I want to talk about the many brave men and their families who make up the Veteran heritage that I have discovered during my genealogical inquiries.
My grandfather, George Ronald Slighte, was the first soldier in his family. Coming from a Canadian family full of sailors, his family moved from Port Hope, Ontario to Oakland, California while he was still a babe in arms. When Japan bombed Pearl Harbor, he only took a few days to get his effects in order with his bride, Margaret, before heading out under General MaCarthur in the Pacific theater.
George’s bride’s father, Orville Foley, had served in the Navy in the previous World War. My great-grandfather Foley was a known in our family as a bit of a scoundrel. His death records confirmed the family rumors weren’t entirely based on fiction. The extracurricular activities that Sailor Foley had engaged in during the war had left him with syphilis. He died of complications of that disease many decades later in California. My great-grandmother Hazel who had married Orville as a teen and given her heart to the boy become sailer, had her heart broken when her young husband came back with the disease and divorced him. My grandmother never knew her father and was raised by her mother and her family, the Brees.
My great-grandmother’s family the Brees were members of a different type of Army. Their service was in the Salvation Army. After having converted to the religion Yorkshire, England,, they helped to spread the assistance organization far and wide across the United States of America in the dawn of the 1900s. Lt. Col. George Bree and his bride Clara would eventually retire in the Los Angeles area. The Brees assisted men and women who were in trouble understand that they were still children of God who deserved another chance.
My Mother’s Side
As I began to research my mother’s side of the family years ago, I was disappointed that I hadn’t been more curious when I was younger. Both my maternal grandparents passed away before my interest in genealogy was sparked.
My mother’s father’s family came originally from the Gros-Réderching, Moselle area of Lorraine, France in the border region currently between Germany and France. Giggles were not restrained when I was looking it up and found that the area my family comes from is the intercommunality CC du Pays de Bitche.
When I looked back through my Rebman grandfathers, the first clue of active service to the United States was found in the 1930 census. George Warren Rebman, my mother’s father’s father, recorded that he was a Veteran of the Spanish-American war. George Rebman also registered for the draft in 1918 at the age of 42.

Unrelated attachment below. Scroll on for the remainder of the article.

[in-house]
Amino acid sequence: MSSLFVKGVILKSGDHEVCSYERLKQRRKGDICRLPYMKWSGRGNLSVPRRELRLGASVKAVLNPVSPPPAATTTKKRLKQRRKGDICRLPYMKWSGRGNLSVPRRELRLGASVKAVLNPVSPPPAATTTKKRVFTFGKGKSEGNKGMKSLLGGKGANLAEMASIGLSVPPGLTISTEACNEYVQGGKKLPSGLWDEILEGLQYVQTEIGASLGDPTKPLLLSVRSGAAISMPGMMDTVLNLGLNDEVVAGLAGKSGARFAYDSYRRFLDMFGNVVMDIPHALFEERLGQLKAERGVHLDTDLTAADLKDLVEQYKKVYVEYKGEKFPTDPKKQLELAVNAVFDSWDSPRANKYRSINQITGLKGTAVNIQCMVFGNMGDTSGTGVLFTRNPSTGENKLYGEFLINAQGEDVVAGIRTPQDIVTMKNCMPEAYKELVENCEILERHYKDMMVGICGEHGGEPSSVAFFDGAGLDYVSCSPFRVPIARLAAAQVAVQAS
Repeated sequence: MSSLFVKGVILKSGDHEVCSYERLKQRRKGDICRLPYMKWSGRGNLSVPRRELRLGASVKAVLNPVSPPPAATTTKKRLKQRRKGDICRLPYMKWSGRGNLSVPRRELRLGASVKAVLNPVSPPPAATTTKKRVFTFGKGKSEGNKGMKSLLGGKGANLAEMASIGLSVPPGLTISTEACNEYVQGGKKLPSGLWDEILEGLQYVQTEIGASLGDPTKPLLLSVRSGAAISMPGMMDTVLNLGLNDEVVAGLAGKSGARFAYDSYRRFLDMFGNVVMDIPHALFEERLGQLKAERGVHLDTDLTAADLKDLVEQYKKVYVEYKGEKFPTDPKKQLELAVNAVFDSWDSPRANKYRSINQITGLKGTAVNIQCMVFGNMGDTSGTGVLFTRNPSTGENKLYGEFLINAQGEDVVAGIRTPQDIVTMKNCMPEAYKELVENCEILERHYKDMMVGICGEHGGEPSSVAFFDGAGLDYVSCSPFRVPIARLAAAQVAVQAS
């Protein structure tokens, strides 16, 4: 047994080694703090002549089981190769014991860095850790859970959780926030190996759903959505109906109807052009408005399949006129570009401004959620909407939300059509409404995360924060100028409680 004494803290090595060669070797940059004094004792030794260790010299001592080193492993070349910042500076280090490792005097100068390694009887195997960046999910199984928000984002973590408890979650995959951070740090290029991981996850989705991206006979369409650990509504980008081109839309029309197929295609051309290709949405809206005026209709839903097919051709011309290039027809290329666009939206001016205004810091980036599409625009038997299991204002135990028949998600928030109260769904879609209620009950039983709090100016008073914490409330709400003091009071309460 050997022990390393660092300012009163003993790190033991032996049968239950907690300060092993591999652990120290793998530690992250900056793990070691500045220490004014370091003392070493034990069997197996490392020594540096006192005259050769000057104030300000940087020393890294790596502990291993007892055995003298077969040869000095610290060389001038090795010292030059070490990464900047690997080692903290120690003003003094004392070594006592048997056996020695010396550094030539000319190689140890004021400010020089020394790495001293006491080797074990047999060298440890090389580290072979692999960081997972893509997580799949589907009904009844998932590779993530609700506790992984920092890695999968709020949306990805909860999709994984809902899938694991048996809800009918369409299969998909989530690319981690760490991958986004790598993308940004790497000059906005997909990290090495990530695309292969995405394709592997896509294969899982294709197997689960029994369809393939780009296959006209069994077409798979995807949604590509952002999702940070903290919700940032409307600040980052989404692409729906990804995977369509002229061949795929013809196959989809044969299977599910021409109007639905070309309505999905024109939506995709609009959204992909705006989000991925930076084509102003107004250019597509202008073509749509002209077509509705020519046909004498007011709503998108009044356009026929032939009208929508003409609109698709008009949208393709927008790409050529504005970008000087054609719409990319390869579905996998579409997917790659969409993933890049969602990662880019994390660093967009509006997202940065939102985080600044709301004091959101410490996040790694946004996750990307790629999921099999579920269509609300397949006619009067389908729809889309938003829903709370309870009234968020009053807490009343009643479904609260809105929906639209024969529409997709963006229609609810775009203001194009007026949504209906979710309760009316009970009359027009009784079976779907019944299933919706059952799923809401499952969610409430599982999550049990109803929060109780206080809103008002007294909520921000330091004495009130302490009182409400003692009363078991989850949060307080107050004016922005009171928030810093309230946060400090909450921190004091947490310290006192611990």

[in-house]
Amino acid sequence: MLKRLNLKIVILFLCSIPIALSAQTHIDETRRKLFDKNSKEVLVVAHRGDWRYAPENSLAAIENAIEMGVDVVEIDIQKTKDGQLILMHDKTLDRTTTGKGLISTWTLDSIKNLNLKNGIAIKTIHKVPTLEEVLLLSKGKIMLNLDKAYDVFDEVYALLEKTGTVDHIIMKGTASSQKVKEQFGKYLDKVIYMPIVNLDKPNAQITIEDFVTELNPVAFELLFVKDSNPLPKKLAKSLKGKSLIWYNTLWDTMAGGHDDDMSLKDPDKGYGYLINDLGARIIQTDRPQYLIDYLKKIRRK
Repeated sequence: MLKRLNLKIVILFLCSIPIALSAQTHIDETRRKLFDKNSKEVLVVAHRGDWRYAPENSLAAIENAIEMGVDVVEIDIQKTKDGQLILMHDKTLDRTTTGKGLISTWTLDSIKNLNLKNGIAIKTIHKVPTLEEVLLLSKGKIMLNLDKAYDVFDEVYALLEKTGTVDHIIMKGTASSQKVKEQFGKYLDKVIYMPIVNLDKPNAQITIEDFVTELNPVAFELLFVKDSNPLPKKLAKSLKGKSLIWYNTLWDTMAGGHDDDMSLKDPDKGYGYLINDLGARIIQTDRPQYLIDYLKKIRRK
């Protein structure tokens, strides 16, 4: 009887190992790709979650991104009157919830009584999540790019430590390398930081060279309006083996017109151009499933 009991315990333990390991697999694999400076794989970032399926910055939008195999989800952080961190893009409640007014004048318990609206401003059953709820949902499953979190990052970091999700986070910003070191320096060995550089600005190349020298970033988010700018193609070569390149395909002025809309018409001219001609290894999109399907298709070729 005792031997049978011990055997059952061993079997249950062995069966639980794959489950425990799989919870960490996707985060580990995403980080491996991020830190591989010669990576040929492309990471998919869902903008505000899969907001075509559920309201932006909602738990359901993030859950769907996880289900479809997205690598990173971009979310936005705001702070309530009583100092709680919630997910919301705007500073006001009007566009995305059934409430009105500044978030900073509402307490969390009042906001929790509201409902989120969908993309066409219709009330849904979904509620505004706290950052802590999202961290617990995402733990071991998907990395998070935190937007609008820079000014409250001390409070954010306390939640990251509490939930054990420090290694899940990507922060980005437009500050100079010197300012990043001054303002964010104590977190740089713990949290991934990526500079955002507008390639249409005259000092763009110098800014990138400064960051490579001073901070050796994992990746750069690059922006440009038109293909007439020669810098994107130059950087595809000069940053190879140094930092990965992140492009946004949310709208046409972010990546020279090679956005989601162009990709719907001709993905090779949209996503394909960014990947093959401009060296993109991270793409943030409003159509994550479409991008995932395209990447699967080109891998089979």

I have to admit I remembered very little about the Spanish-American War from history class. When I looked it up, I was surprised that my great-grandfather had fought in this 3 month war in 1898. He was 22 at the time and that was to begin a bit of an exploratory time of his life. He was briefly married and divorce in Cripple Creek, Colorado before Great-Grandpa Rebman was to land in Washington state and settle down with Great-Grandma Essie Maude. My grandfather, John Edward Rebman, was the third of their six children.
George Warren Rebman’s father was Andrew Rebman. My second great-grandfather Andrew Rebman was a Private in the Civil War who served in the 120th Illinois Infantry. Andrew was the first of my Rebman line born in America. He enlisted six weeks before his thirtieth birthday.
On my mother’s mother’s side, my FIFTH great-grandfather, Alexander Huston was born in Pennsylvania in 1745. He served Pennsylvania and the colonies in the Revolutionary War that was to see the birth of our great nation. He died in February 1814 in Montgomery Ohio at the age of 69 and was buried there with his family.
I learned a lot while researching this. Some of the research had been performed in the last few years by myself and others, but other pieces I actually was forced to seek out and verify today. This was a fun project, I recommend that everyone go through their family tree and find the heroes this Remembrance Day weekend.
For those who are interested in such a project, I personally used both Ancestry as well as Family Search in my research. My investigation was assisted greatly by the US 1910 and 1930 censuses both of which requested information about military service.
Good luck and I hope many happy treasures are uncovered for your family!